Tuesday, June 2, 2009
Traditional thong: This style is generally the most common and involves a strip of fabric in varying widths on the rear of the garment connecting the front or pouch to the waistband.
* G-string: This style consists of a string of fabric - as opposed to a wider-than-thick strip - connecting the front/pouch and the waistband in the rear. It is also called a
* V-string: Similar to the g-string, this style connects via a single string along the rear that separates into two strings just at or before the waistband or into a small triangle of fabric above the buttocks but below the waistband can have tie sides like the T-back.
* T-back: A thong that makes a straight line of a strip of garment in the back like the English letter “T”. The sound has been causing some confusion among Japanese speakers with a tea bag, which is also common in today’s Japanese dictionaries. In the dialects of Chinese language, the G-string is commonly called dingziku which literally means “ character pants” (or roughly, “T-letter pants”). In Korean it is called (“T panty”). However, there are several usages of the term “T-back” in English as well (e.g. Children’s literature author E.L. Konigsburg’s T-backs, T-shirts, Coat and Suit).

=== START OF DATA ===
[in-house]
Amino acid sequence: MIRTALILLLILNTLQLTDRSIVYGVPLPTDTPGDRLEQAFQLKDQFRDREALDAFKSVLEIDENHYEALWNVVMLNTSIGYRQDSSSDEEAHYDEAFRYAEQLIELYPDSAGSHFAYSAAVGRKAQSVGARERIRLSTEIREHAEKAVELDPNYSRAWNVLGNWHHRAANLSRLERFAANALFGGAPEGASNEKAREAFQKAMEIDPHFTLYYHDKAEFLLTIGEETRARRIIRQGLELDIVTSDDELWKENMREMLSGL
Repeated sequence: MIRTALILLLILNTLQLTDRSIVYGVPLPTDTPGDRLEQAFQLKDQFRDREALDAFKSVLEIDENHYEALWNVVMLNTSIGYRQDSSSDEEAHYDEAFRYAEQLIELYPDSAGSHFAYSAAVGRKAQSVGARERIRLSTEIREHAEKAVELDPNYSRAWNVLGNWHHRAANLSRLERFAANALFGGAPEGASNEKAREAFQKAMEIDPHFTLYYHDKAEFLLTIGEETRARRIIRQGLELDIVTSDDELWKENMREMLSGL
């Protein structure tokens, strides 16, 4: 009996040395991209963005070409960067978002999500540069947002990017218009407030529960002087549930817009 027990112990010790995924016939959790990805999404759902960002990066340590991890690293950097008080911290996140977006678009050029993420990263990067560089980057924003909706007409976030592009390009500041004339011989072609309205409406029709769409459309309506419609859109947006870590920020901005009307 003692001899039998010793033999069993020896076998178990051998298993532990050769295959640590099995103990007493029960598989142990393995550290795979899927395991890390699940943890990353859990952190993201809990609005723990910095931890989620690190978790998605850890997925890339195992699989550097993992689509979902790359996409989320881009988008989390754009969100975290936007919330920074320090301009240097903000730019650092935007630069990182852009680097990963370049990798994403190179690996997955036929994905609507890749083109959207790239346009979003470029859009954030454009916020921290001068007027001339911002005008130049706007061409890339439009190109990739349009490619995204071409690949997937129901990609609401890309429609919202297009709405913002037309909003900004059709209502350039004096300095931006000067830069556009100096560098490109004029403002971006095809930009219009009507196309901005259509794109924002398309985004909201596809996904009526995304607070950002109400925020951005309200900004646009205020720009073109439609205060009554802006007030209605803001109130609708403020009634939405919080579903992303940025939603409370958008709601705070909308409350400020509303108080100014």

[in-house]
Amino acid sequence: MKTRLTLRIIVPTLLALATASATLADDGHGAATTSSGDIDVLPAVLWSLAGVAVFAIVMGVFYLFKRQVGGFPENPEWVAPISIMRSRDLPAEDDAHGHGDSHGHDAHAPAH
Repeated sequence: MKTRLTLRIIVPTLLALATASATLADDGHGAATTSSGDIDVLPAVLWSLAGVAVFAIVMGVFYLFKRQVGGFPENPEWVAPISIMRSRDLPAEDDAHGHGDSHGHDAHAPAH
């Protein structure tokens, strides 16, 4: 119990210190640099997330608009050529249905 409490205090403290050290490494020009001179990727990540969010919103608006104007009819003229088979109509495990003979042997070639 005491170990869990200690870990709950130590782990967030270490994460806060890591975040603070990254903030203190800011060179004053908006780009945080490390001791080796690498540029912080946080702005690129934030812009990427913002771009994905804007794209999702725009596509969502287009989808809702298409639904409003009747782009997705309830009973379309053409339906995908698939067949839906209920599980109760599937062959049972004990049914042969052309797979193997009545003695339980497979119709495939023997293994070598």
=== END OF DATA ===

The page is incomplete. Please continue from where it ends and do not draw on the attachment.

* Dance belt: This is a type of thong designed specifically to be used in the same manner as an athletic supporter for male dancers, especially in ballet. Its purpose is to protect and support the male during athletic/dance activities without being seen through outergarments such as tights or a leotard.
* Cheeky: This style covers a little more area, but exposes the bottom part of the buttocks. Some cheekies are used as undergarments while others function as bikini bottoms.
· String Tanga: This is a type of tanga swimwear which has the waist band replaced with strings which are tied.